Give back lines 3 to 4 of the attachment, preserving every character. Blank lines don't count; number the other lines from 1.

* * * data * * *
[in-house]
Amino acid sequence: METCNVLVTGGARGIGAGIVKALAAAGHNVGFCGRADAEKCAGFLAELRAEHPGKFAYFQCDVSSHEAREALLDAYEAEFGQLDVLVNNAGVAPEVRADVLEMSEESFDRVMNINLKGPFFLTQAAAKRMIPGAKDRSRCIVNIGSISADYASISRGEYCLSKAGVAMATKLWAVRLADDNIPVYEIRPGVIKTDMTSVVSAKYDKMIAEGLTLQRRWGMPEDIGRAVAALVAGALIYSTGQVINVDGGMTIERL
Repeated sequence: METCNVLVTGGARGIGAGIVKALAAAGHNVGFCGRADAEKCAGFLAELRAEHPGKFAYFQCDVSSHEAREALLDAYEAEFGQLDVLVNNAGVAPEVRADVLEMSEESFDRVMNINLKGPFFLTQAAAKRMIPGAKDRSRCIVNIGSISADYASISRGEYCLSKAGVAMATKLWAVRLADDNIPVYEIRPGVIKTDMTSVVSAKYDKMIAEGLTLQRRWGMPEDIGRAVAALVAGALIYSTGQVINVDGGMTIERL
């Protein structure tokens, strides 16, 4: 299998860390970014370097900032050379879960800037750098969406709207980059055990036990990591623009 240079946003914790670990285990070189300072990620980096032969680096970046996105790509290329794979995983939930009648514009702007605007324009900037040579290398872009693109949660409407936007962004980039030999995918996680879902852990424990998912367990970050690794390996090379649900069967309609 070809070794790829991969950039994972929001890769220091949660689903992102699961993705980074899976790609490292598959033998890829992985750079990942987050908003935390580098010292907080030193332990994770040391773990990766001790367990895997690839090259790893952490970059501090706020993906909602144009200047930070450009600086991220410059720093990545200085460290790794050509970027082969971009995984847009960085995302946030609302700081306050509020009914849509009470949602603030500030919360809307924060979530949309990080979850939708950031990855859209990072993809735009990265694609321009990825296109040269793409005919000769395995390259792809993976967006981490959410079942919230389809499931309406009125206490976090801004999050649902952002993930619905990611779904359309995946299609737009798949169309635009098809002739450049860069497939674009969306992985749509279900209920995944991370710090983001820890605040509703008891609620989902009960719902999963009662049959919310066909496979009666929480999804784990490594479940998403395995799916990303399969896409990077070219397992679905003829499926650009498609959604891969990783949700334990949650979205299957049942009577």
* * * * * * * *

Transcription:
Repeated sequence: METCNVLVTGGARGIGAGIVKALAAAGHNVGFCGRADAEKCAGFLAELRAEHPGKFAYFQCDVSSHEAREALLDAYEAEFGQLDVLVNNAGVAPEVRADVLEMSEESFDRVMNINLKGPFFLTQAAAKRMIPGAKDRSRCIVNIGSISADYASISRGEYCLSKAGVAMATKLWAVRLADDNIPVYEIRPGVIKTDMTSVVSAKYDKMIAEGLTLQRRWGMPEDIGRAVAALVAGALIYSTGQVINVDGGMTIERL
């Protein structure tokens, strides 16, 4: 299998860390970014370097900032050379879960800037750098969406709207980059055990036990990591623009 240079946003914790670990285990070189300072990620980096032969680096970046996105790509290329794979995983939930009648514009702007605007324009900037040579290398872009693109949660409407936007962004980039030999995918996680879902852990424990998912367990970050690794390996090379649900069967309609 070809070794790829991969950039994972929001890769220091949660689903992102699961993705980074899976790609490292598959033998890829992985750079990942987050908003935390580098010292907080030193332990994770040391773990990766001790367990895997690839090259790893952490970059501090706020993906909602144009200047930070450009600086991220410059720093990545200085460290790794050509970027082969971009995984847009960085995302946030609302700081306050509020009914849509009470949602603030500030919360809307924060979530949309990080979850939708950031990855859209990072993809735009990265694609321009990825296109040269793409005919000769395995390259792809993976967006981490959410079942919230389809499931309406009125206490976090801004999050649902952002993930619905990611779904359309995946299609737009798949169309635009098809002739450049860069497939674009969306992985749509279900209920995944991370710090983001820890605040509703008891609620989902009960719902999963009662049959919310066909496979009666929480999804784990490594479940998403395995799916990303399969896409990077070219397992679905003829499926650009498609959604891969990783949700334990949650979205299957049942009577």